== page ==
To the Editor:
Hillel Halkin’s otherwise insightful critique of the Geneva Accord [“Beyond the Geneva Accord,” January] suffers from a glaring oversight: demography, the issue that has driven erstwhile right-wingers like Ehud Olmert, Tzipi Livni, and Uzi Arad to support disengagement from the West Bank and Gaza. Rapid growth in the Palestinian population has been the fulcrum of left-wing peace proposals since the early 1970’s, from the Allon Plan to the Yariv-Shem Tov formula, from Camp David to Geneva. Unrealistic as leftist hopes for reconciliation with the Palestinians may be, the pragmatic position of Labor Zionism in favor of partition has defeated by a knock-out the Right’s ideological fantasy of greater Israel.
Given that Mr. Halkin himself endorses the Israeli security fence, is his passing nod to settler protestations against a “Judenrein” West Bank mere cover against charges of defeatism? Has he joined Shimon Peres in questioning Israel’s squandering of untold billions on soon-to-be-abandoned settlement infrastructures? Has he come to doubt the wisdom of shifting thousands of Jews to the dunes of Gaza and the craggy hills of Samaria while losing the Negev to Bedouin settlement? No need to apologize, Mr. Halkin. Just help us start clearing the wreckage of a misconceived policy.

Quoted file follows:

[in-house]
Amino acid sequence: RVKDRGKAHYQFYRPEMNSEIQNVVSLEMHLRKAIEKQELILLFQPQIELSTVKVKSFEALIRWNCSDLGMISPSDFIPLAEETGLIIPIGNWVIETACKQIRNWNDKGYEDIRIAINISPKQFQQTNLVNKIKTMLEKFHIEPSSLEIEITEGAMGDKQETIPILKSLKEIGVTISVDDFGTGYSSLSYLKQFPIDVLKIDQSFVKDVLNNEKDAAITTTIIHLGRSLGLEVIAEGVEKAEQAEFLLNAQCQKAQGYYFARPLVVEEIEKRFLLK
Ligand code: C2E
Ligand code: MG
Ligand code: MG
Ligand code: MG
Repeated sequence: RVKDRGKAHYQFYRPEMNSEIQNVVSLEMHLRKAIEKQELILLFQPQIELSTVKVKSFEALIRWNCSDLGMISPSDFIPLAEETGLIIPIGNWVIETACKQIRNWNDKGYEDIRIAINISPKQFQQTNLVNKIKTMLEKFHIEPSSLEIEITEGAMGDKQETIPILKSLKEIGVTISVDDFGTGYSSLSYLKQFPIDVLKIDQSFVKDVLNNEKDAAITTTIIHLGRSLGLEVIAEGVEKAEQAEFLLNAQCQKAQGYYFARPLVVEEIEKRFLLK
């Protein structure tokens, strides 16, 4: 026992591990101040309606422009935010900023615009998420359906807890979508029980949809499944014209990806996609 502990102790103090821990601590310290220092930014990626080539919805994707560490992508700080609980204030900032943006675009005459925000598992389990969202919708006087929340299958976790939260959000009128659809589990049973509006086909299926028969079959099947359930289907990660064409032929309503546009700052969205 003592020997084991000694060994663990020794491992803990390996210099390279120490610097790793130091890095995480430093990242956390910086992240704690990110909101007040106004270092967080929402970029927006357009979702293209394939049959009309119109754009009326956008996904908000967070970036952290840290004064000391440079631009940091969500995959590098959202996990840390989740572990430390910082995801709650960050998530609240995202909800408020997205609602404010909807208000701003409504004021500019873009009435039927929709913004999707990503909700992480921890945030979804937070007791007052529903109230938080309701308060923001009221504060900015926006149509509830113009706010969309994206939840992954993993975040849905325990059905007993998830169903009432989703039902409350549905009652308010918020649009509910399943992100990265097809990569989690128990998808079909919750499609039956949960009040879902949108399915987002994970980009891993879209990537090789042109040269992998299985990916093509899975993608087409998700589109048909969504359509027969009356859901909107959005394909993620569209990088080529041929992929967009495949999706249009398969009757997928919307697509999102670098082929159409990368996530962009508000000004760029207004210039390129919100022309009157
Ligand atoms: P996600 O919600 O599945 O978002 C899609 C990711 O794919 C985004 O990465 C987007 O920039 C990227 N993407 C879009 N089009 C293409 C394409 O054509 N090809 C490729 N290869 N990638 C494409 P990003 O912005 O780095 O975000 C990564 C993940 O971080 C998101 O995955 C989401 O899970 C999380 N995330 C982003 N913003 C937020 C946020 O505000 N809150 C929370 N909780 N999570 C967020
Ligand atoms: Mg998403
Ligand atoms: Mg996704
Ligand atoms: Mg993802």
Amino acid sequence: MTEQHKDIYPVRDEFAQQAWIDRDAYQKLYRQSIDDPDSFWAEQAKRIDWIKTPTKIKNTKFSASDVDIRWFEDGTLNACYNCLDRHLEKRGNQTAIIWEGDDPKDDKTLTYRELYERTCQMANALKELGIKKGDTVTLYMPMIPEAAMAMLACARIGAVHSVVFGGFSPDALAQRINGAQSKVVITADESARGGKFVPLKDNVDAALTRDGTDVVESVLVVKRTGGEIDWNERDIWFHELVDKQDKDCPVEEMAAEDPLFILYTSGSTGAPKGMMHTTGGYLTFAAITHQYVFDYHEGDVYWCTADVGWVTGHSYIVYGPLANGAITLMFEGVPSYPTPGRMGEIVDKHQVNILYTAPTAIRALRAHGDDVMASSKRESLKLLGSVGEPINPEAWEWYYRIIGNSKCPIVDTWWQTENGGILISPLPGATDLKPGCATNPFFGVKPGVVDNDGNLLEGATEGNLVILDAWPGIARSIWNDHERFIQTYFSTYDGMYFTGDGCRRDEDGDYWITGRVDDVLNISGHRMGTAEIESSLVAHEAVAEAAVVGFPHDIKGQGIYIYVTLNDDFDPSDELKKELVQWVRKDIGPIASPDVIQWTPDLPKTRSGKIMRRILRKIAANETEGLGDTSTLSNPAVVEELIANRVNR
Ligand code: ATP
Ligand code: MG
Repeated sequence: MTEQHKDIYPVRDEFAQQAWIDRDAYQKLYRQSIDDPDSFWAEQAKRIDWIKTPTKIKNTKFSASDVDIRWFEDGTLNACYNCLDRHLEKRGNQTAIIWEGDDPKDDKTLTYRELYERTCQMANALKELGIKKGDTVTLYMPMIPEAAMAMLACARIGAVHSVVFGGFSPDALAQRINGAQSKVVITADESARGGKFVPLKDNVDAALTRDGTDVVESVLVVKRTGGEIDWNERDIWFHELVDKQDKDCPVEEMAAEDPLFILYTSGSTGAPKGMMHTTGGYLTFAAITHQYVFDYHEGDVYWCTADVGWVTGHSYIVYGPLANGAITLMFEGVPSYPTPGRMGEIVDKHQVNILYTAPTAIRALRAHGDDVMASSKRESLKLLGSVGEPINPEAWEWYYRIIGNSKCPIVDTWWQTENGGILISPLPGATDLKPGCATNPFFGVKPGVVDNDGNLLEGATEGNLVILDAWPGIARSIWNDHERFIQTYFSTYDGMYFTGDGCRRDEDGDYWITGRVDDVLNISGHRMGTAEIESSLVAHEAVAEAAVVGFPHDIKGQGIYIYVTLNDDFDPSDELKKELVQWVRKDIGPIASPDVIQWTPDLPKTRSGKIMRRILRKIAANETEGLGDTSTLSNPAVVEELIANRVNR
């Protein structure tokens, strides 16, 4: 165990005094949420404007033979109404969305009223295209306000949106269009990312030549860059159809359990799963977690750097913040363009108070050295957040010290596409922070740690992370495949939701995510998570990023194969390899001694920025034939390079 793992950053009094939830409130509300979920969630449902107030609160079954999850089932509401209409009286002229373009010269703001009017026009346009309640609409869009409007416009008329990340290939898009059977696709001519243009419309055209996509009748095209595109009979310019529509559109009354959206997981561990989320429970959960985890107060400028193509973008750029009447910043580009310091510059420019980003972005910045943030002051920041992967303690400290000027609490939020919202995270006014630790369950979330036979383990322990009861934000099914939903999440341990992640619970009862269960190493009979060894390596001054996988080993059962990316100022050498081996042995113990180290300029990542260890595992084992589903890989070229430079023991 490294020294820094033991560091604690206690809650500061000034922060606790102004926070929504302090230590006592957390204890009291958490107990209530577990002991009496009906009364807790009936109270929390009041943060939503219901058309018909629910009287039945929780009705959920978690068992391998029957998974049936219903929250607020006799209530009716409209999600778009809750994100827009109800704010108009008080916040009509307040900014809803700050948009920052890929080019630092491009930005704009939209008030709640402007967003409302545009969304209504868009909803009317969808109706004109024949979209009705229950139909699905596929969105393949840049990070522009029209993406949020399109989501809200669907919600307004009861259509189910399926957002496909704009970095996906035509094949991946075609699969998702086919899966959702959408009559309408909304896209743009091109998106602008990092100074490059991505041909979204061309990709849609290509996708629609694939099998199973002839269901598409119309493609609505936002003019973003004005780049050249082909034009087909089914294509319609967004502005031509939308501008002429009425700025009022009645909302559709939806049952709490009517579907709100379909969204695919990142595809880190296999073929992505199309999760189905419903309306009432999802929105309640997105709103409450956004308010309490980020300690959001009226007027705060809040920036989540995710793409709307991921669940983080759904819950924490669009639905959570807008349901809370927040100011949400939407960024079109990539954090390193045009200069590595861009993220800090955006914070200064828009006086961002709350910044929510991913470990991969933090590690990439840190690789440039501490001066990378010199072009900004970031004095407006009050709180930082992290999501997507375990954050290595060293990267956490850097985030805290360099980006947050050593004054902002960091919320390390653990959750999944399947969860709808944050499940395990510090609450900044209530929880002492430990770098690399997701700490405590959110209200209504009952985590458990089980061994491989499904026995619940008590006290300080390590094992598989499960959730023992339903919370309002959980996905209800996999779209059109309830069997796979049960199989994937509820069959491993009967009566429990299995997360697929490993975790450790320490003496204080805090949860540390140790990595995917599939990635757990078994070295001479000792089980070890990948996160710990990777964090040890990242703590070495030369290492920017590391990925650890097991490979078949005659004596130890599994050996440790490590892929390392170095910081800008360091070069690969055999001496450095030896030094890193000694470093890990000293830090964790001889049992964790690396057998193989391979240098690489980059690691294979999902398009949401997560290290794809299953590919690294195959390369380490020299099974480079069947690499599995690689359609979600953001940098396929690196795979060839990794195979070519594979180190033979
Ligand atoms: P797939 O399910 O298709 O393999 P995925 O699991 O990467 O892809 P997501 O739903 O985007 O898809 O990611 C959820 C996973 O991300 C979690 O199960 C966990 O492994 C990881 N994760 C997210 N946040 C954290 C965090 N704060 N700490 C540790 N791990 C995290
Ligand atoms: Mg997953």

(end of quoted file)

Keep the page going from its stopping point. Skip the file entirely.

Zur Hadassah, Israel
To the Editor:
Hillel Halkin offers yet another in a series of devastating critiques of the Geneva Accord that have appeared in print. But while Mr. Halkin contributes his usual eloquence, he and others miss a critical shortcoming of the pact. Even if the Accord were deemed absolutely perfect from the perspective of Israelis, it would make no difference, because the Palestinians are given a free pass to violate every agreement they sign. If there are no funds to back up the checks, it does not matter how professionally they have been printed.
Far Rockaway, New York
Hillel Halkin writes:
Sam Shube’s point about demography escapes me. I wrote in my article that, in an ideal solution, Jewish settlers would be allowed to live in a Palestinian state just as Palestinians live in a Jewish state. Since these Jews would remain citizens of Israel, and their Palestinian neighbors would be citizens of Palestine, what demographic disadvantages for a Jewish state would this have? But, alas, I agree that all this is now academic. The time for ideal solutions has passed. Demography dictates that Israel build its security fence to include as many Jewish settlers and as few Palestinians as possible. Settlers beyond the fence will have to be evacuated.
To Yehuda Rostker I would say that, under the Sharon government, the policy of giving the Palestinians “a free pass to violate every agreement they sign” has come to an end. I myself, at least, have not noticed any such “free passes” lately. If an agreement with the Palestinians, therefore, were “absolutely perfect” from an Israeli perspective, and if a government with the resolution of the current one could be trusted to enforce it, I would be inclined to take the risk. But again: this is now academic.